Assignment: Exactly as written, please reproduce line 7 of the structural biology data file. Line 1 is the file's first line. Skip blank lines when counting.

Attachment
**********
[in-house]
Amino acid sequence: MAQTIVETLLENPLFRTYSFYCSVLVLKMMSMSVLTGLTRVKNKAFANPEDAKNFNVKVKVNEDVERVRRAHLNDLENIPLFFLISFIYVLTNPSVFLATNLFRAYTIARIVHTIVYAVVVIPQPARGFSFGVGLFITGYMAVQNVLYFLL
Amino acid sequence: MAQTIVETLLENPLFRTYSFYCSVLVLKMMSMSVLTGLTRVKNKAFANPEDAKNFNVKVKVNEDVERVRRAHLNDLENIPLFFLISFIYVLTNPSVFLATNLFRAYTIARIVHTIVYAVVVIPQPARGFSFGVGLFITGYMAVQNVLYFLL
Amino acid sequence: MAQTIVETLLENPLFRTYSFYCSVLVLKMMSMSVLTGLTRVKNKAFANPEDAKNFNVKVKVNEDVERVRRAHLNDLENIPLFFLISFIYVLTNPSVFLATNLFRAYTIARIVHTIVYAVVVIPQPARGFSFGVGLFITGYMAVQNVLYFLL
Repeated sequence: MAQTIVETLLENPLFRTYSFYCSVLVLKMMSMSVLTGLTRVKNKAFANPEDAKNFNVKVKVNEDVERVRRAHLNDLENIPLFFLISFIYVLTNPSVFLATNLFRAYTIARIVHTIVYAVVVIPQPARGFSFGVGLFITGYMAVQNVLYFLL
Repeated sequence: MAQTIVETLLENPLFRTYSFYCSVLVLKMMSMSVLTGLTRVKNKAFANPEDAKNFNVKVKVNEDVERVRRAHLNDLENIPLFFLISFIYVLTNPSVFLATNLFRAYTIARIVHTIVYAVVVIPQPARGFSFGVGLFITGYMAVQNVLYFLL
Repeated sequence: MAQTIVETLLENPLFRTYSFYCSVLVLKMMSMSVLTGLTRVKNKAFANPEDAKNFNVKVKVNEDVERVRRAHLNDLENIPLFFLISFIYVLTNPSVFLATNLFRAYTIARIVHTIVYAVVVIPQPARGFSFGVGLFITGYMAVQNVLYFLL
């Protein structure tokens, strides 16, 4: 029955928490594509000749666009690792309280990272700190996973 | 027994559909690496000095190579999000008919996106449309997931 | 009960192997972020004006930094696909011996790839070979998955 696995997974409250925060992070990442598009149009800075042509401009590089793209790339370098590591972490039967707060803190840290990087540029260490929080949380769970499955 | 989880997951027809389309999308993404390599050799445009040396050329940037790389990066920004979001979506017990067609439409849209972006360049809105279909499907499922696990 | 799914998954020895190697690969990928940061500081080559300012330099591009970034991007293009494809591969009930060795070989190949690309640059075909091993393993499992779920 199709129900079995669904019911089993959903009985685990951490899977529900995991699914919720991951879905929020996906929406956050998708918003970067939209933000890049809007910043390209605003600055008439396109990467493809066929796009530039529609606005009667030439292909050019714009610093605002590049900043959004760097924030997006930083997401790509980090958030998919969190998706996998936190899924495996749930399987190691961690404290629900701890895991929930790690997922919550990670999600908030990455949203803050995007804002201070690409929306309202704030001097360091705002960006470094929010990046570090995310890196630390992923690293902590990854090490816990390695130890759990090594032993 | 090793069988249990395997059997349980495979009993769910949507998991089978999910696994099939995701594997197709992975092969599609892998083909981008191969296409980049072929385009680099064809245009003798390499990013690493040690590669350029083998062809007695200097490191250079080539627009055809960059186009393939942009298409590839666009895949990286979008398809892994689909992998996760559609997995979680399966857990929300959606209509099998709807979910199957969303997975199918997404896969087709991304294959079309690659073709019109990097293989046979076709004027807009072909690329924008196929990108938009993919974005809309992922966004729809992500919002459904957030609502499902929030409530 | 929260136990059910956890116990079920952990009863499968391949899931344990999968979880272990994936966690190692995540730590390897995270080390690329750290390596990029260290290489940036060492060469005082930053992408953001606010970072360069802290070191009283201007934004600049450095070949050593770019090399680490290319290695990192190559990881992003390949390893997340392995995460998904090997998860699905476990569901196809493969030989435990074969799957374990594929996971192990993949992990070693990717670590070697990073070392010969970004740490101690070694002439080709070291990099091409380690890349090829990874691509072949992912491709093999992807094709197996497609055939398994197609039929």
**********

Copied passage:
Repeated sequence: MAQTIVETLLENPLFRTYSFYCSVLVLKMMSMSVLTGLTRVKNKAFANPEDAKNFNVKVKVNEDVERVRRAHLNDLENIPLFFLISFIYVLTNPSVFLATNLFRAYTIARIVHTIVYAVVVIPQPARGFSFGVGLFITGYMAVQNVLYFLL